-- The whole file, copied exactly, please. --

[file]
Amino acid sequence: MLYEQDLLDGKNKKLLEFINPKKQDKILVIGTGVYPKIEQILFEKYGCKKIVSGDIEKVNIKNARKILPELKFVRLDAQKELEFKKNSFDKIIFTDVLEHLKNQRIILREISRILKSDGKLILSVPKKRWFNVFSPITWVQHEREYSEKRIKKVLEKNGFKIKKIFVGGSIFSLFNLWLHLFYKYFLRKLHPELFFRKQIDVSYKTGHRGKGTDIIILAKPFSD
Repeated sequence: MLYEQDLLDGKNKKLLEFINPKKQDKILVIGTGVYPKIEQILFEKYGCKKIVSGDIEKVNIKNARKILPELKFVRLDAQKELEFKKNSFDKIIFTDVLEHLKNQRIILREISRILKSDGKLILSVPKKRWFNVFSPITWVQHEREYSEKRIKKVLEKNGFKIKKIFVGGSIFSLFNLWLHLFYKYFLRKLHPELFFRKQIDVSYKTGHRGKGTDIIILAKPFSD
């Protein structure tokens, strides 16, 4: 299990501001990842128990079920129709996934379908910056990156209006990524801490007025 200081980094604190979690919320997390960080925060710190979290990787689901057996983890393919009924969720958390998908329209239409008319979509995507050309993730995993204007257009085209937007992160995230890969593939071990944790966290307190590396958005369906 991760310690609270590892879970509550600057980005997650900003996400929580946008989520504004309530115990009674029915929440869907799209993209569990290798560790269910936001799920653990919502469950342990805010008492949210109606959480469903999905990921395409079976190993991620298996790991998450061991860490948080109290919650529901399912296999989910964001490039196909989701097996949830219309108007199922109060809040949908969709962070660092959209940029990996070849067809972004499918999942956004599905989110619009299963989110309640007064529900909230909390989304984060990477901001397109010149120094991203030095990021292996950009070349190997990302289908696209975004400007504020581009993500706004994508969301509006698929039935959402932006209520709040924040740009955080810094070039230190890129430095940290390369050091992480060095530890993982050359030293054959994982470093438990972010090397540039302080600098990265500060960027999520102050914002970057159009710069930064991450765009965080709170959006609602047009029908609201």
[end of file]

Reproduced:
Amino acid sequence: MLYEQDLLDGKNKKLLEFINPKKQDKILVIGTGVYPKIEQILFEKYGCKKIVSGDIEKVNIKNARKILPELKFVRLDAQKELEFKKNSFDKIIFTDVLEHLKNQRIILREISRILKSDGKLILSVPKKRWFNVFSPITWVQHEREYSEKRIKKVLEKNGFKIKKIFVGGSIFSLFNLWLHLFYKYFLRKLHPELFFRKQIDVSYKTGHRGKGTDIIILAKPFSD
Repeated sequence: MLYEQDLLDGKNKKLLEFINPKKQDKILVIGTGVYPKIEQILFEKYGCKKIVSGDIEKVNIKNARKILPELKFVRLDAQKELEFKKNSFDKIIFTDVLEHLKNQRIILREISRILKSDGKLILSVPKKRWFNVFSPITWVQHEREYSEKRIKKVLEKNGFKIKKIFVGGSIFSLFNLWLHLFYKYFLRKLHPELFFRKQIDVSYKTGHRGKGTDIIILAKPFSD
């Protein structure tokens, strides 16, 4: 299990501001990842128990079920129709996934379908910056990156209006990524801490007025 200081980094604190979690919320997390960080925060710190979290990787689901057996983890393919009924969720958390998908329209239409008319979509995507050309993730995993204007257009085209937007992160995230890969593939071990944790966290307190590396958005369906 991760310690609270590892879970509550600057980005997650900003996400929580946008989520504004309530115990009674029915929440869907799209993209569990290798560790269910936001799920653990919502469950342990805010008492949210109606959480469903999905990921395409079976190993991620298996790991998450061991860490948080109290919650529901399912296999989910964001490039196909989701097996949830219309108007199922109060809040949908969709962070660092959209940029990996070849067809972004499918999942956004599905989110619009299963989110309640007064529900909230909390989304984060990477901001397109010149120094991203030095990021292996950009070349190997990302289908696209975004400007504020581009993500706004994508969301509006698929039935959402932006209520709040924040740009955080810094070039230190890129430095940290390369050091992480060095530890993982050359030293054959994982470093438990972010090397540039302080600098990265500060960027999520102050914002970057159009710069930064991450765009965080709170959006609602047009029908609201």